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Martin George & Company > Articles posted by site_admin (Page 4)

Probate backlog causing distress

People waiting for the distribution of assets–to inherit the properties, money or investments of deceased loved ones–face agonising hold-ups as there is an approximate delay of six years in processing probate matters at the Judiciary of T&T. Information obtained from the Judiciary by Guardian Media in a Freedom of Information request revealed that as of October 2023, there were 14,915 pending probate matters. Between August 1, 2020, to July 31, 2023, 7,690 probate matters were completed. With 7,690 probate matters completed in the 1,095 days between August 1, 2020, and July 31, 2023, it works out to around seven probate matters being...

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Process to source new vessel ongoing : Sinanan over replacing ‘Cabo Star’

MINISTER of Works and Transport Rohan Sinanan says the process to source a vessel to replace the Cabo Star is still ongoing. This follows concerns raised about the progress of commissioning of a cargo vessel by Martin George, president of the Tobago Business Chamber, during a telephone interview with the Express yesterday. “The minister promised when last we spoke to him (last year), he is going to commission the construction of a new cargo vessel. We have not heard anything further. We would like to use the forum to call upon him to give us the details of when that vessel is...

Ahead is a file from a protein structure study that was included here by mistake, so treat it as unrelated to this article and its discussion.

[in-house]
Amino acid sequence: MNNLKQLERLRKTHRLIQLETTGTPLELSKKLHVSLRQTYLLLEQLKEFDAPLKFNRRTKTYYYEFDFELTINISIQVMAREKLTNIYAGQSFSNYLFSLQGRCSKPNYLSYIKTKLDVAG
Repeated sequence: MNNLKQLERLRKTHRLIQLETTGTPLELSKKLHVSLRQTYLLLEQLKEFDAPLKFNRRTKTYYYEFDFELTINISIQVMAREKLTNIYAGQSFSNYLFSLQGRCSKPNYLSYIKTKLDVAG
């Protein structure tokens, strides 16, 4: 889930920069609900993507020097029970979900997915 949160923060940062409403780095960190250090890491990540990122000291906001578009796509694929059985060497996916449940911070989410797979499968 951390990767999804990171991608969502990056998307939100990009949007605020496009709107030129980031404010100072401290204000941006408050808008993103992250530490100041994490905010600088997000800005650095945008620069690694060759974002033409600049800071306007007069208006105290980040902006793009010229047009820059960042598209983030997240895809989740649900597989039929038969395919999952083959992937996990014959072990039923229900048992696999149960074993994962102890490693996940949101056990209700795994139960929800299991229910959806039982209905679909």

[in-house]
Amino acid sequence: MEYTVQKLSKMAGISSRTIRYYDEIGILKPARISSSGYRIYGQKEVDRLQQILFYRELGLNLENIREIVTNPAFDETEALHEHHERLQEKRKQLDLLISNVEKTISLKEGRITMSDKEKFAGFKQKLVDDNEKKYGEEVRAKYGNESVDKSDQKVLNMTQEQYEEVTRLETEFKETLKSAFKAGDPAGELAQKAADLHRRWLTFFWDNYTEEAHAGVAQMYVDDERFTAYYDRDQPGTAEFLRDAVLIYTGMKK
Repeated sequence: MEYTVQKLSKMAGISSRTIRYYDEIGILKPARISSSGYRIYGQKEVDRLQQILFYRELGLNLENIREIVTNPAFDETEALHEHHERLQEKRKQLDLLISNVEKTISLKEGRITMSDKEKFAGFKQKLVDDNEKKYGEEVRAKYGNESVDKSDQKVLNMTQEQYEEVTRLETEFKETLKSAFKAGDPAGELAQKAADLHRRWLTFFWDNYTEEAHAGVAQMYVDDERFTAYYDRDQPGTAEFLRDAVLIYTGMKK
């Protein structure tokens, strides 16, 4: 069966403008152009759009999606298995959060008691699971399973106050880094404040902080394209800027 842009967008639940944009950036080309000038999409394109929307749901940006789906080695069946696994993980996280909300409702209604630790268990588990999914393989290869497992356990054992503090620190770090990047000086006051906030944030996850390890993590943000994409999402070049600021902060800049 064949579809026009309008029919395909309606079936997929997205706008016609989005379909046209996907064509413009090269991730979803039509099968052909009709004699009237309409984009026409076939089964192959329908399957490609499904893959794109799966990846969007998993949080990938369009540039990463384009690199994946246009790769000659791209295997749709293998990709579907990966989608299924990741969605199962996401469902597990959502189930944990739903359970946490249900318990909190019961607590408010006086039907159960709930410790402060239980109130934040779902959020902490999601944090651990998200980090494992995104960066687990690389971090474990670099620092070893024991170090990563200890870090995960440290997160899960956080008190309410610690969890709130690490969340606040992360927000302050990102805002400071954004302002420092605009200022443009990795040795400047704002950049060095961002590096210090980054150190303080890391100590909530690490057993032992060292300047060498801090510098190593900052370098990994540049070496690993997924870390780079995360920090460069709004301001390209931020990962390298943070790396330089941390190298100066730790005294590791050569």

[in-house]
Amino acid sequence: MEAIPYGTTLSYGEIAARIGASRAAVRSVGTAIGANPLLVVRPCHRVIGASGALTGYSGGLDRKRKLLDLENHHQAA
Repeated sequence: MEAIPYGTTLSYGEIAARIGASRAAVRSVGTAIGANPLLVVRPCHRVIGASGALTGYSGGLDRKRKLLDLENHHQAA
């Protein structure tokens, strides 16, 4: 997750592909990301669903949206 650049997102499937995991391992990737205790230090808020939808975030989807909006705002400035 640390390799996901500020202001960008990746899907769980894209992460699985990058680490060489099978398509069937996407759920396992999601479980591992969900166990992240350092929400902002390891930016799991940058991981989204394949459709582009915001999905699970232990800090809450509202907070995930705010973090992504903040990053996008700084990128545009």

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Breach of Confidence and The Right to Privacy – The Progression of The Law and Modern Society

BY: AARON CHUNISINGH AARON CHUNISINGH Attorney-at-Law Martin Anthony George & Company Introduction In the year 2024, technology has undeniably become a part of our everyday lives. Now, more than ever, information is easily shareable by the touch of a screen or the click of a button. Unfortunately, this ease of sharing information extends to that which may be classified as confidential or private information. In cases where confidential or private information is shared without the consent of the party who entrusted said information to the person sharing it, what then does the law prescribe? In Trinidad and Tobago, there is no comprehensive legislation that governs the...

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Examining Legal Protections: The Immunities Afforded to the Caribbean Examination Council in Educational Pursuits

BY:NIKEIYA HENVILLE Nikeiya Henville Attorney-at-Law Martin Anthony George & Company The Caribbean Examinations Council (hereinafter referred to as “CXC”) is a regional examining body which provides examinations for secondary and post-secondary candidates in Caribbean countries. Established in 1972 under the Agreement Establishing the Caribbean Examinations Council, CXC plays a significant role in shaping the academic landscape in the Caribbean. CXC notably offers a wide range of subjects in academic, technical, and vocational areas for candidates of varying ages, abilities, and interests, and comprises sixteen (16) Participating Countries namely; Anguilla, Antigua and Barbuda, Barbados, Belize, British Virgin Islands, Cayman Islands, Dominica, Grenada, Guyana, Jamaica, Montserrat,...

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Guardians of Justice – Exploring the Immunities Safeguarding the Caribbean Court of Justice and the Regional Judicial and Legal Services Commission

BY: NIKEIYA HENVILE Nikeiya Henvile Attorney-at-Law Martin Anthony George & Company “The development of the principle of the rule of law is credited to the Greek philosopher Aristotle whose view was that “it is more proper that law should govern...

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Jittery THA looking to reintroduce COVID protocols